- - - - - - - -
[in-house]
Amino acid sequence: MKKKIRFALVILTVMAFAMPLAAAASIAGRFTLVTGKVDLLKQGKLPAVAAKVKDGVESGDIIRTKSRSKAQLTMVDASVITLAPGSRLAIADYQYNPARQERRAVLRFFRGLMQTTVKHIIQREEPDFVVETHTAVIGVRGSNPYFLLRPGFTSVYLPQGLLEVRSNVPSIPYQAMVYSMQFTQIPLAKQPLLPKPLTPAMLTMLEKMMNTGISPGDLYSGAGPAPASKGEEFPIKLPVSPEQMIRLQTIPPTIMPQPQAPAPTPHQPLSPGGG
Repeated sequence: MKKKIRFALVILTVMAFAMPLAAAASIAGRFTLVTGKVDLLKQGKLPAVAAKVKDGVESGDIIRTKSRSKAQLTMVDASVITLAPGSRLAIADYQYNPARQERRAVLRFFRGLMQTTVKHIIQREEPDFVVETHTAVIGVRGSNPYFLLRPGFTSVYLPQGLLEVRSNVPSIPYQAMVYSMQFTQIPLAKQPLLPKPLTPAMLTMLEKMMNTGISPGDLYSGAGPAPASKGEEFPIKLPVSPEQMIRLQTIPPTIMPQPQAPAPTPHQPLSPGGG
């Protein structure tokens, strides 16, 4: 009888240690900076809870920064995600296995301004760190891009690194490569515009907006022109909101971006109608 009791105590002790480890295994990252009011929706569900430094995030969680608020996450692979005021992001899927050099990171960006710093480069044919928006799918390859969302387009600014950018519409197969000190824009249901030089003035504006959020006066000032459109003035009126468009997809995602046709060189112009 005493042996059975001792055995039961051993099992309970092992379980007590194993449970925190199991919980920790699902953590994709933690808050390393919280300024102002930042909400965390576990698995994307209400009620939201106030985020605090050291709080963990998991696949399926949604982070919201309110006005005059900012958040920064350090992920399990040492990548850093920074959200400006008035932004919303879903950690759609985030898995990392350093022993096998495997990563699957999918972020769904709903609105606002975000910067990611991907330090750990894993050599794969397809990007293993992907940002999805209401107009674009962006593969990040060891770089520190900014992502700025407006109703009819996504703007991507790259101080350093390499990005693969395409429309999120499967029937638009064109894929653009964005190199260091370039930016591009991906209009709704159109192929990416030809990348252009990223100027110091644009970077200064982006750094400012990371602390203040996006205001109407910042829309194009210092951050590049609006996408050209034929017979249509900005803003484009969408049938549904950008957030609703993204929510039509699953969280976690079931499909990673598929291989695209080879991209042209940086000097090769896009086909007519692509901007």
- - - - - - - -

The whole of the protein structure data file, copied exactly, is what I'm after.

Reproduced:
[in-house]
Amino acid sequence: MKKKIRFALVILTVMAFAMPLAAAASIAGRFTLVTGKVDLLKQGKLPAVAAKVKDGVESGDIIRTKSRSKAQLTMVDASVITLAPGSRLAIADYQYNPARQERRAVLRFFRGLMQTTVKHIIQREEPDFVVETHTAVIGVRGSNPYFLLRPGFTSVYLPQGLLEVRSNVPSIPYQAMVYSMQFTQIPLAKQPLLPKPLTPAMLTMLEKMMNTGISPGDLYSGAGPAPASKGEEFPIKLPVSPEQMIRLQTIPPTIMPQPQAPAPTPHQPLSPGGG
Repeated sequence: MKKKIRFALVILTVMAFAMPLAAAASIAGRFTLVTGKVDLLKQGKLPAVAAKVKDGVESGDIIRTKSRSKAQLTMVDASVITLAPGSRLAIADYQYNPARQERRAVLRFFRGLMQTTVKHIIQREEPDFVVETHTAVIGVRGSNPYFLLRPGFTSVYLPQGLLEVRSNVPSIPYQAMVYSMQFTQIPLAKQPLLPKPLTPAMLTMLEKMMNTGISPGDLYSGAGPAPASKGEEFPIKLPVSPEQMIRLQTIPPTIMPQPQAPAPTPHQPLSPGGG
């Protein structure tokens, strides 16, 4: 009888240690900076809870920064995600296995301004760190891009690194490569515009907006022109909101971006109608 009791105590002790480890295994990252009011929706569900430094995030969680608020996450692979005021992001899927050099990171960006710093480069044919928006799918390859969302387009600014950018519409197969000190824009249901030089003035504006959020006066000032459109003035009126468009997809995602046709060189112009 005493042996059975001792055995039961051993099992309970092992379980007590194993449970925190199991919980920790699902953590994709933690808050390393919280300024102002930042909400965390576990698995994307209400009620939201106030985020605090050291709080963990998991696949399926949604982070919201309110006005005059900012958040920064350090992920399990040492990548850093920074959200400006008035932004919303879903950690759609985030898995990392350093022993096998495997990563699957999918972020769904709903609105606002975000910067990611991907330090750990894993050599794969397809990007293993992907940002999805209401107009674009962006593969990040060891770089520190900014992502700025407006109703009819996504703007991507790259101080350093390499990005693969395409429309999120499967029937638009064109894929653009964005190199260091370039930016591009991906209009709704159109192929990416030809990348252009990223100027110091644009970077200064982006750094400012990371602390203040996006205001109407910042829309194009210092951050590049609006996408050209034929017979249509900005803003484009969408049938549904950008957030609703993204929510039509699953969280976690079931499909990673598929291989695209080879991209042209940086000097090769896009086909007519692509901007």